Study scrutinises consumer marketing platforms

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By: Wise Marketer Staff |

Posted on December 19, 2003

Most marketers want two main benefits from bought-in consumer marketing software: help with collecting, analysing, and segmenting customer data, and tools to help them act on that data through the design, execution, and measurement of marketing programmes, according to a new Forrester Research analysis of consumer marketing platforms.

The newly formed Consumer Marketing Platforms TechRankings software assessment from Forrester Research currently has six main vendor participants (DoubleClick Ensemble 6.5, E.piphany E.6, SAS Marketing Automation 3.2, Siebel 7.5.3, Teradata CRM 5.0, and Unica Affinium), while Oracle, PeopleSoft, and SAP did not participate in the evaluation process.

TechRankings was created with the aim of producing an objective, scenario-based product testing and evaluation process, for which Forrester reviewed enterprise systems from the participating vendors that allow marketers to plan, target, deliver, and measure direct-to-consumer marketing communications, across both online and offline channels.

Consumer marketing platforms - an outgrowth of CRM software - are primarily used strategically by firms in the retail, catalogue, financial services, travel, and telecom industries. Each of the products Forrester evaluated was found to have different strengths and weaknesses in areas such as segmentation, integrated analytics, architecture, and user interface.

Key findings
The review found that marketers wanted help with collecting, analysing, and segmenting customer data, and also tools to help them act on that data. Forrester also found that both of those functions need to support a multichannel environment and increasingly must support requirements like call centre and web integration, field marketing teams, and real-time decision-making.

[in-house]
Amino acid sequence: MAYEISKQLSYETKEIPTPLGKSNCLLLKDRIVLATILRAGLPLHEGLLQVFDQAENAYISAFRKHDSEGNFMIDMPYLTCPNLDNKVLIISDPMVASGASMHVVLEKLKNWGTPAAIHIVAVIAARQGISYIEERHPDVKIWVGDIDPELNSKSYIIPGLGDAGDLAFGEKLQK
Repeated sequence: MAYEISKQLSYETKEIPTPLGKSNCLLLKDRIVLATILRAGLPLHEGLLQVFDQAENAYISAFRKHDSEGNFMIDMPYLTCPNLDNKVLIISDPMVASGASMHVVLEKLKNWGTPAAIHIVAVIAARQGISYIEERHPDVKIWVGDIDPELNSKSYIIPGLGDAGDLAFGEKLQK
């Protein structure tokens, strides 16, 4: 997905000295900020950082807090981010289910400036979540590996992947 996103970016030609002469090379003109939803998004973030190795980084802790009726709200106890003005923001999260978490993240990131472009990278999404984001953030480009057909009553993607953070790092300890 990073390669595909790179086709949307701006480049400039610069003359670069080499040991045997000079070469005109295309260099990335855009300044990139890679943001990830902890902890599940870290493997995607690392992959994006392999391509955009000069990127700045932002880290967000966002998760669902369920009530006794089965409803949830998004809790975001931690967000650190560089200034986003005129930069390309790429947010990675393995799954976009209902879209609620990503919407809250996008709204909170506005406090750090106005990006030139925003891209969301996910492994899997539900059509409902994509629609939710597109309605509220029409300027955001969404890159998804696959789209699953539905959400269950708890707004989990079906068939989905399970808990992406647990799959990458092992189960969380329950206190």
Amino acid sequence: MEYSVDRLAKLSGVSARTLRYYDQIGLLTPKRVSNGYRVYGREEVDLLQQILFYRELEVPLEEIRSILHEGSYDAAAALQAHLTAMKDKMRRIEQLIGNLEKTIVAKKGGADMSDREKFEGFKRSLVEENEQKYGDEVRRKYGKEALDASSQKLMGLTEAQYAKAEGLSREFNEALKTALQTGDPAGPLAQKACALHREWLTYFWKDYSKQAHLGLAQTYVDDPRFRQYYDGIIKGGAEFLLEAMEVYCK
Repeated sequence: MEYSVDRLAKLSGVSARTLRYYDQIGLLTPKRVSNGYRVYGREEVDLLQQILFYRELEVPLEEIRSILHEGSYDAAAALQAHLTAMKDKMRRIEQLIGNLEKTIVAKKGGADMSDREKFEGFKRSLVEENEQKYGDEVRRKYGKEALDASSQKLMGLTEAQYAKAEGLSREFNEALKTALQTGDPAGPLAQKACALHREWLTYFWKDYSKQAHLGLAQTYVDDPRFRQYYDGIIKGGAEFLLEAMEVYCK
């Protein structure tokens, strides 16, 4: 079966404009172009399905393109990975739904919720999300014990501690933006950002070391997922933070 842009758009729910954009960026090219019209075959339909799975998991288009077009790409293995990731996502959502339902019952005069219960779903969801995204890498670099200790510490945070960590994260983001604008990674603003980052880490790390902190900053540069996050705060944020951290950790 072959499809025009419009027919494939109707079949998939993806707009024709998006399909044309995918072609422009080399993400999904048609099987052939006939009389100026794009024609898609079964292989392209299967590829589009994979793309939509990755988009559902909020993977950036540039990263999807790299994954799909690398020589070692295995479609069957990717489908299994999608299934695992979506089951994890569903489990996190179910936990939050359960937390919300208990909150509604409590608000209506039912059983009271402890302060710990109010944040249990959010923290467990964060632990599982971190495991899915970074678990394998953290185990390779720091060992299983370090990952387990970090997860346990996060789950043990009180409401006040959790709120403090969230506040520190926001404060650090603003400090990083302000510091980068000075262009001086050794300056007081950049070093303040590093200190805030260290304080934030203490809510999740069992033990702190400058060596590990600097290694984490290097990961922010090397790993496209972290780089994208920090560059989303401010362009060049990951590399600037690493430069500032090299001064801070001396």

"Consumer marketers know the benefits of these applications but they question how to cut through the noise and find the product best suited to their business and technical needs," said Eric Schmitt, senior analyst for Forrester. "Within each vertical industry, marketers have a wide range of requirements that software providers - from CRM veterans to newcomers - are working to address. The trick is finding the best match."

Room for improvement
Related research, entitled 'Market Overview 2003: Marketing Automation - Still Room for the Specialists', conducted by Giga Information Group (a Forrester Research subsidiary) found that while there is often internal pressure for companies to select the marketing offering from their existing CRM vendor, high-end B2C (business-to-consumer) companies running sophisticated marketing campaigns find that CRM applications fall short on the capabilities they need.

"Process, not segmentation, is the sweet spot for most CRM vendors," explained Elana Anderson, senior industry analyst for Forrester. "The CRM vendors are becoming increasingly competitive in meeting the marketing needs of their B2B constituents while they lag behind in serving the needs of B2C marketers."

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